Daily News: May 24, 2012

Study Finds Restrictive Financing Environment Is Stunting Growth

One of the largest independent studies conducted in 2012 of small businesses (5,997 businesses surveyed) by Pepperdine University’s Graziadio School of Business and Management in partnership with Dun & Bradstreet Credibility Corp. shows that the current business financing environment is restricting both growth opportunity and the ability to hire new employees, especially for small businesses. Among the 5,997 survey respondents, 64% of businesses with revenues under $5 million said difficulty in securing financing is limiting their growth potential and 55% said it is restricting their plans to grow their workforce.

The Pepperdine Private Capital Markets Project and Dun & Bradstreet Credibility Corp. release today the First Quarter 2012 Private Capital Access Index survey results which will contribute to a forthcoming new indicator to measure the demand for, activity and health of the privately held businesses.

“Unfortunately, the tight credit market is impacting our economic recovery,” said Dr. John Paglia, director of the Pepperdine Private Capital Markets Project and associate professor of finance at Pepperdine University’s Graziadio School of Business and Management. “Demand for credit is growing, but the supply is not meeting the demand, especially for small businesses. What we are seeing is business owners increasingly looking to unconventional financing options to grow their businesses and in some cases they are putting their expansion plans on hold altogether.”

When looking at state-by-state comparisons, the following states had a high percentage of businesses that claim they are facing limited growth opportunities due to the difficult financing environment:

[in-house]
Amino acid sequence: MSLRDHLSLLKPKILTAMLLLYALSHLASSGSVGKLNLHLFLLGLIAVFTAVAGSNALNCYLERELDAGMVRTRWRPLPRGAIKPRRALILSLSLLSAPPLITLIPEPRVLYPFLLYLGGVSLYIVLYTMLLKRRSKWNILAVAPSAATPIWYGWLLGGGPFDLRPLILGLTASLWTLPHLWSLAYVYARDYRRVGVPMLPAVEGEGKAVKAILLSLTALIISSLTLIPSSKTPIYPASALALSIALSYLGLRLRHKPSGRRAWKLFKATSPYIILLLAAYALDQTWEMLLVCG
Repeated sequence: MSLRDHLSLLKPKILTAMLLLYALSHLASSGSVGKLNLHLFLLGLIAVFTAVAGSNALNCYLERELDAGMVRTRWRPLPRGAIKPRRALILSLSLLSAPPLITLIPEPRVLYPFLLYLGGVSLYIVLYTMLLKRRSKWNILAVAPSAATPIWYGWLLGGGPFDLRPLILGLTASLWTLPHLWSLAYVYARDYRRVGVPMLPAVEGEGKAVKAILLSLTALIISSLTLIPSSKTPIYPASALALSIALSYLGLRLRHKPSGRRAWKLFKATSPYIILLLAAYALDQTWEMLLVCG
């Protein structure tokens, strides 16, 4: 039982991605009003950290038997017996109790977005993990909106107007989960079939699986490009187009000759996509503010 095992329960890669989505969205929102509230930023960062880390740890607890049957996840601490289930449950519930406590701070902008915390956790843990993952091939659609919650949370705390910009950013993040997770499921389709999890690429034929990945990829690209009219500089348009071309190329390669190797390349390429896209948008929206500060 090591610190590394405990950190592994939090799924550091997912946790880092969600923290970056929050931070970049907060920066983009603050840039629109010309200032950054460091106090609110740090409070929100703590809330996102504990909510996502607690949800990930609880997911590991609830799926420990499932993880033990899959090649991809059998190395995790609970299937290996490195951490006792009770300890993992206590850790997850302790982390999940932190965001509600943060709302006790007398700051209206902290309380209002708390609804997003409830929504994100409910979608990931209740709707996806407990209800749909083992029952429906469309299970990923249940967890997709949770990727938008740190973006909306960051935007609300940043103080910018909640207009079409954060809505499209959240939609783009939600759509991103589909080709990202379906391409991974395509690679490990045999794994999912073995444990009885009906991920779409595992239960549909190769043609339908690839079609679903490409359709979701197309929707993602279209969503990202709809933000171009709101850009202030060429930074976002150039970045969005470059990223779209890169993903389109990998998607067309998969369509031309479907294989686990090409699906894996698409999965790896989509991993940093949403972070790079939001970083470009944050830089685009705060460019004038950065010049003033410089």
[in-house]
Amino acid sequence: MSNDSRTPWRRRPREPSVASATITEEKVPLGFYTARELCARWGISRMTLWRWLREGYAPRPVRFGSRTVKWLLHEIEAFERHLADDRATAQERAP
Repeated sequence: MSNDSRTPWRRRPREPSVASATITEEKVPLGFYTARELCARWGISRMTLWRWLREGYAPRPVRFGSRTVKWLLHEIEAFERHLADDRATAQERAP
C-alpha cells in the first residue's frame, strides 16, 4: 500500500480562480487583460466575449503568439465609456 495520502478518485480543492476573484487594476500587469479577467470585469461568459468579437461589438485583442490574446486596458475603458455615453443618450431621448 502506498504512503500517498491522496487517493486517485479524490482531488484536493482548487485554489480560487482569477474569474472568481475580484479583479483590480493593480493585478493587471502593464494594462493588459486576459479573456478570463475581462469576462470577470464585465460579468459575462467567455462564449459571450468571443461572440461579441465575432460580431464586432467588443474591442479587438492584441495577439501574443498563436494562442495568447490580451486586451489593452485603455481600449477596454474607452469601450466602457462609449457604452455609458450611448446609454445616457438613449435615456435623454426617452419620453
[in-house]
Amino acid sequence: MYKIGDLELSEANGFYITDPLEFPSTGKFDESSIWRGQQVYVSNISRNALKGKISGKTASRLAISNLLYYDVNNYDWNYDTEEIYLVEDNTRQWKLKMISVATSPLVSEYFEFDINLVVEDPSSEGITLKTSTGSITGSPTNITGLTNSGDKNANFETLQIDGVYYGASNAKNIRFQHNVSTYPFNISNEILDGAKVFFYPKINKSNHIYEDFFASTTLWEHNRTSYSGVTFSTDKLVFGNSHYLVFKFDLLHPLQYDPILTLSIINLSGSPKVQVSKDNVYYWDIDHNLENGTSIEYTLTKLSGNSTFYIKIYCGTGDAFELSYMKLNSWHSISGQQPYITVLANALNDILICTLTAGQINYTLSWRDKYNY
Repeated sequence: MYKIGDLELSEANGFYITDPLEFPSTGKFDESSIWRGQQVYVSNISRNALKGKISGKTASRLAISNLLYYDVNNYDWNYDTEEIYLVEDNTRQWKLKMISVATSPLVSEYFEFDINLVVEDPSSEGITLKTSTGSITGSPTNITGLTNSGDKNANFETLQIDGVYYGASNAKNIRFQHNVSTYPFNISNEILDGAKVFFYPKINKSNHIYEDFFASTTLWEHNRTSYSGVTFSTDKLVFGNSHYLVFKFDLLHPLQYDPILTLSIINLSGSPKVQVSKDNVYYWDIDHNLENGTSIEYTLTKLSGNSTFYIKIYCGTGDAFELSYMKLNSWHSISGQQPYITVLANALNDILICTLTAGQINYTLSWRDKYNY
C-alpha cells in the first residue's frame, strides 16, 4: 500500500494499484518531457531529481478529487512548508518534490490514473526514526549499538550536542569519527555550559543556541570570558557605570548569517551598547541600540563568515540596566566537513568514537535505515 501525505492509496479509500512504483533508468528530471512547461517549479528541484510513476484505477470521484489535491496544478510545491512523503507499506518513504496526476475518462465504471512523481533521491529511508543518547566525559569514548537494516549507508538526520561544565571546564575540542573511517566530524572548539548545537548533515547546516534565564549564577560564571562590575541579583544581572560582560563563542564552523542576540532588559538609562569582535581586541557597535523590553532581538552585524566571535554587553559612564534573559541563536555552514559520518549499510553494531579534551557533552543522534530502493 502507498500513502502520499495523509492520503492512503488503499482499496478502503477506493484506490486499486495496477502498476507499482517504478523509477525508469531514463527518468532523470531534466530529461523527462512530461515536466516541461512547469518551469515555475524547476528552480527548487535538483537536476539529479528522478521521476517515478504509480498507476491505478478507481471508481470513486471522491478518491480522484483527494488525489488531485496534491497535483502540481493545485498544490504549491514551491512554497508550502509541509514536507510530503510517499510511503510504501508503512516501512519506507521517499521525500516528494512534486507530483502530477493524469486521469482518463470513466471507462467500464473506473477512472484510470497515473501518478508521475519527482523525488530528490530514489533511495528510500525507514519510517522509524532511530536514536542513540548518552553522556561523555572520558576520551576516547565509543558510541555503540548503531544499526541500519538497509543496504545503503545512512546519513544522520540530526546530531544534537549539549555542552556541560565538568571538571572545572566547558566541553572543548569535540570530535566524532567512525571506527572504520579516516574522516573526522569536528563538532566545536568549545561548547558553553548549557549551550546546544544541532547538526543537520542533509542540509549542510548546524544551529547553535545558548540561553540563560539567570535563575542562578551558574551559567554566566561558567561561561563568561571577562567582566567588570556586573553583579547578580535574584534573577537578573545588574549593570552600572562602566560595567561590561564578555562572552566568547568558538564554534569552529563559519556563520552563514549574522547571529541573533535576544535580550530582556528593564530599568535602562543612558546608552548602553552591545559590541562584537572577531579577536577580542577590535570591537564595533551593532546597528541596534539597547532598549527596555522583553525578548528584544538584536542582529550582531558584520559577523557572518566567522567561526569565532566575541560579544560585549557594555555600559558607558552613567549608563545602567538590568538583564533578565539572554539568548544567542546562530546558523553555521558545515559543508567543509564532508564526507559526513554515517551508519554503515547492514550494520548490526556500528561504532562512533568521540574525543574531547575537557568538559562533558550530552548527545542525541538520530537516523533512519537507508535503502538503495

1. Nevada (75%)

2. New Mexico (72.6%)

3. Maryland (70.5%)

4. Florida (70.2%)

5. Virginia (68.8%)

6. Delaware (68.2%)

7. North Carolina (67.7%)

8. California (67.4%)

9. Georgia (66.9%)

10. South Carolina (66.1%)

“With 58% of the survey respondents reporting $1 million or less in annual revenues, Main Street small businesses are clearly continuing to face challenges accessing capital and obtaining financing and as a result, many small business owners are tapping their personal assets to fill financing gaps,” said Jeffrey Stibel, chairman and CEO of Dun & Bradstreet Credibility Corp.

The research found that 46% of business owners with revenues under $5 million transferred personal assets to their business over the prior six months compared to 25% of business owners with revenue between $5 million and $100 million. When asked what types of personal assets they tapped into, 68% of both large and small businesses transferred funds from personal savings or investments.

“As small businesses struggle to secure financing from traditional lenders, they are increasingly dipping into their own pocketbooks,” continued Paglia. “As long as business owners have personal assets to tap and it makes economic sense to do so, we may continue to see business owners continue this trend until the financing environment improves.”

The top states throughout the country that had a high concentration of business owners who stated that they had transferred personal assets to their business over the prior six months were:

1. Nevada (56%)

2. Wyoming (55%)

3. South Carolina (54%)

4. Colorado (50%)

5. Arizona and Virginia (both 49%)

The First Quarter 2012 study can be accessed by clicking here.